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The SILVA and Greengenes "taxonomies"

See also
  Microbial taxonomy
  Which taxonomy reference database should you use?

The literature describes a "Greengenes taxonomy" and "taxonomic frameworks" for SILVA and RDP (references below). I was confused about these for a long time, so I thought it would be helpful to clarify what these are and what they are not.

Contrast with the RDP database
Taxonomy annotations in the RDP database are easier to understand. For isolate and type strain sequences, they are authoritative classifications based on observed traits. Annotations of environmental sequences are predictions by the RDP Naive Bayesian Classifier. The nomenclature of the RDP taxonomy annotations is based on Bergey's Manual.

Most Greengenes and SILVA annotations are not authoritative classifications by taxonomists
It is a common misconception that the taxonomy annotations in these databases are obtained by expert microbiologists examining isolate strains. This is not the case -- as described below, most annotations are computational predictions for environmental sequences with unknown traits.

Errors in SILVA and Greengenes taxonomy annotations
Roughly one in five of the taxonomy annotations in SILVA and Greengenes are wrong, almost certainly because of branching order errors in the trees. I believe that the RDP annotations are more accurate, with roughly one in ten incorrect annotations.

Greengenes and SILVA define their own nomenclatures
Both databases define their own nomenclature. These nomenclatures agree on most well-established names, which are defined by traits. They differ with each other and from Bergey's mainly in revisions to resolve conflicts with sequence-based phylogenies and add new candidate groups identified in environmental sequences. If a taxon name is defined by traits, all nomenclatures implicitly agree on the traits. In other words, a taxon name such as Salmonella should, and does, mean the same thing in all nomenclatures where it appears. However, if a taxon name is defined as a group of lower taxa, there may be disagreements on which taxa are included due to the difficulty of inferring phylogenetic relationships from sequence.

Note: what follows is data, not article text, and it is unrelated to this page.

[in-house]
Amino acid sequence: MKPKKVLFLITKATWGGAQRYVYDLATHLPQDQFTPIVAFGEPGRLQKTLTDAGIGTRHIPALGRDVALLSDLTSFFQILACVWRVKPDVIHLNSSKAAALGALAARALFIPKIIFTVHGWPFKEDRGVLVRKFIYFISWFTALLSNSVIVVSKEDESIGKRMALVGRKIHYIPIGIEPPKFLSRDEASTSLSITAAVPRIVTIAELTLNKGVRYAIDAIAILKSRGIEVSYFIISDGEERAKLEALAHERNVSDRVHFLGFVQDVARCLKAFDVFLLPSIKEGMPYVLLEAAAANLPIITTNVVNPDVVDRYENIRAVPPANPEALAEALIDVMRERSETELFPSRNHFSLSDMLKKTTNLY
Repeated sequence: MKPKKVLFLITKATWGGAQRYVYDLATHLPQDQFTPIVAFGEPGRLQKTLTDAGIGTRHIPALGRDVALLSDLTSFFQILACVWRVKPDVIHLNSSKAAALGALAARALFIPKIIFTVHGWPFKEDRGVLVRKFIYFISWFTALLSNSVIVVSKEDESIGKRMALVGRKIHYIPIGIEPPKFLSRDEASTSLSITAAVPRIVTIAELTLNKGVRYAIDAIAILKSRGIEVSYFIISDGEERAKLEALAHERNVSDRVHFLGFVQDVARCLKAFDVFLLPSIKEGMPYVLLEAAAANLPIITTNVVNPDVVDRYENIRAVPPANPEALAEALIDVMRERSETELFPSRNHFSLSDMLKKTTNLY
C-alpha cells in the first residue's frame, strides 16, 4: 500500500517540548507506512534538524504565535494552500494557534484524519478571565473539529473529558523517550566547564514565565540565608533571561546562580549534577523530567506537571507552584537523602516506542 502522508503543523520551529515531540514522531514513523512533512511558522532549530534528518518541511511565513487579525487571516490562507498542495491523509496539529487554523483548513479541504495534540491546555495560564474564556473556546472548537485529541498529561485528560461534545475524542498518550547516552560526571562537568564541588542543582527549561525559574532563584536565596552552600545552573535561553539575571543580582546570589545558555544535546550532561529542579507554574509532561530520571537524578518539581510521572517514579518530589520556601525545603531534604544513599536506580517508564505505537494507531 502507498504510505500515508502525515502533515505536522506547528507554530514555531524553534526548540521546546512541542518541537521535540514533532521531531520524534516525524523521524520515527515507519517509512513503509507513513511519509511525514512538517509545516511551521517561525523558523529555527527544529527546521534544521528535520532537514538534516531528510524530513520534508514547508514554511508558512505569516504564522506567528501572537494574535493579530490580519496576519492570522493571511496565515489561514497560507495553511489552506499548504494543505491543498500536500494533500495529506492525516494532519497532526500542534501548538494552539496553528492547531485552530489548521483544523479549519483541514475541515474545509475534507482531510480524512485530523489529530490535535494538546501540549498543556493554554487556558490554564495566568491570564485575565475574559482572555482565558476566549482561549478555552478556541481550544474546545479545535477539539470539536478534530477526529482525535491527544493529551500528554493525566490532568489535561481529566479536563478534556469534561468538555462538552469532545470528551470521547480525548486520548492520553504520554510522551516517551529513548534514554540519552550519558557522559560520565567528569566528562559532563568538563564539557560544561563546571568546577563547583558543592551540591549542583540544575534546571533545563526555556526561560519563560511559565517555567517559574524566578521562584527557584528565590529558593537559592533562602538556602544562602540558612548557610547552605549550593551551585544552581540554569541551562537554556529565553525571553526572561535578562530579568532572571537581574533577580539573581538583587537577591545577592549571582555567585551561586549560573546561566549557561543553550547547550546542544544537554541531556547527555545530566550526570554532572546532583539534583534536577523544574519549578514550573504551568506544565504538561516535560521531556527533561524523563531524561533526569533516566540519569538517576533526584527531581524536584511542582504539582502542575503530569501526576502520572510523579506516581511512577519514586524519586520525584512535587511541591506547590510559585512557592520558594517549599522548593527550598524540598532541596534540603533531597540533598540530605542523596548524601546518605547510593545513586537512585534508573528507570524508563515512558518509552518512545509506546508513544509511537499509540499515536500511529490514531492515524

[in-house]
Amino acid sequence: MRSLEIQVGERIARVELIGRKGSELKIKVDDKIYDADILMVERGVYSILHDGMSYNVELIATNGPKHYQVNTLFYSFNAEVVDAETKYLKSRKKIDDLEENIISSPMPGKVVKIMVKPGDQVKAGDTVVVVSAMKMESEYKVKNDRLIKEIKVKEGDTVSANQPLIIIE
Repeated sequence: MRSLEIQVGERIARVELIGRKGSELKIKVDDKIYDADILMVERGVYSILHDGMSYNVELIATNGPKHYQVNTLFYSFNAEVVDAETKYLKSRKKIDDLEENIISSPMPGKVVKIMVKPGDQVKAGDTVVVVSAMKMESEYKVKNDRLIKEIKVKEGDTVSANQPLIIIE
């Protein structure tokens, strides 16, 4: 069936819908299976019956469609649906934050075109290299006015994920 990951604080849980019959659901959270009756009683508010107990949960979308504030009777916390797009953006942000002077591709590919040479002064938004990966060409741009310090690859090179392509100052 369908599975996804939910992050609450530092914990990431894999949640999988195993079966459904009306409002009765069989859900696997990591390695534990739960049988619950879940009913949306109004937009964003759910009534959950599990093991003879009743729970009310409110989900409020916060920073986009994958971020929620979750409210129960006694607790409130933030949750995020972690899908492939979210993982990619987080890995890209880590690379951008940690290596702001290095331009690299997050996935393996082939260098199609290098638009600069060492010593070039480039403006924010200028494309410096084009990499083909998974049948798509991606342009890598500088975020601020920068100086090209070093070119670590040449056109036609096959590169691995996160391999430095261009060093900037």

Greengenes and SILVA do not introduce new taxon names
Names in the nomenclatures are taken from the literature. Greengenes and SILVA do not introduce new names as such, though they do invent their own combined names for groups which are believed to overlap such as Escherichia-Shigella and Rhizobium/Agrobacterium group.

Greengenes and SILVA use tree-based algorithms to predict taxonomy for environmental sequences
Most sequences in the databases are derived from environmental sequencing and have unknown traits. Both databases construct a multiple alignment which is used to estimate a tree, but the details differ. Taxonomy is predicted for environmental sequences using tree-based algorithms in an attempt to achieve consistency between phylogeny and taxonomy. The papers describe manual review and adjustments of the automated classifications, but to the best of my knowledge the databases do not document which adjustments are made or describe in detail why and how they are made. I would guess that most of the automated predictions are preserved (if nothing else, it would be too time-consuming to review hundreds of thousands of predictions manually), and the manual review in based on placement in the predicted tree, though it is hard to imagine that the curators can make much sense of this because the tree topologies are not consistent with type strain taxonomies.

   D. McDonald D et al. 2012, An improved Greengenes taxonomy with explicit ranks for ecological and evolutionary analyses of bacteria and archaea, ISMEJ 6(3):610-618 https://doi.org/10.1038/ismej.2011.139.
   Yilmaz P et al. 2014. The SILVA and 'all-species Living Tree Project (LTP)' taxonomic frameworks, NAR 42(D1):D643-D648 DOI 10.1093/nar/gkt1209.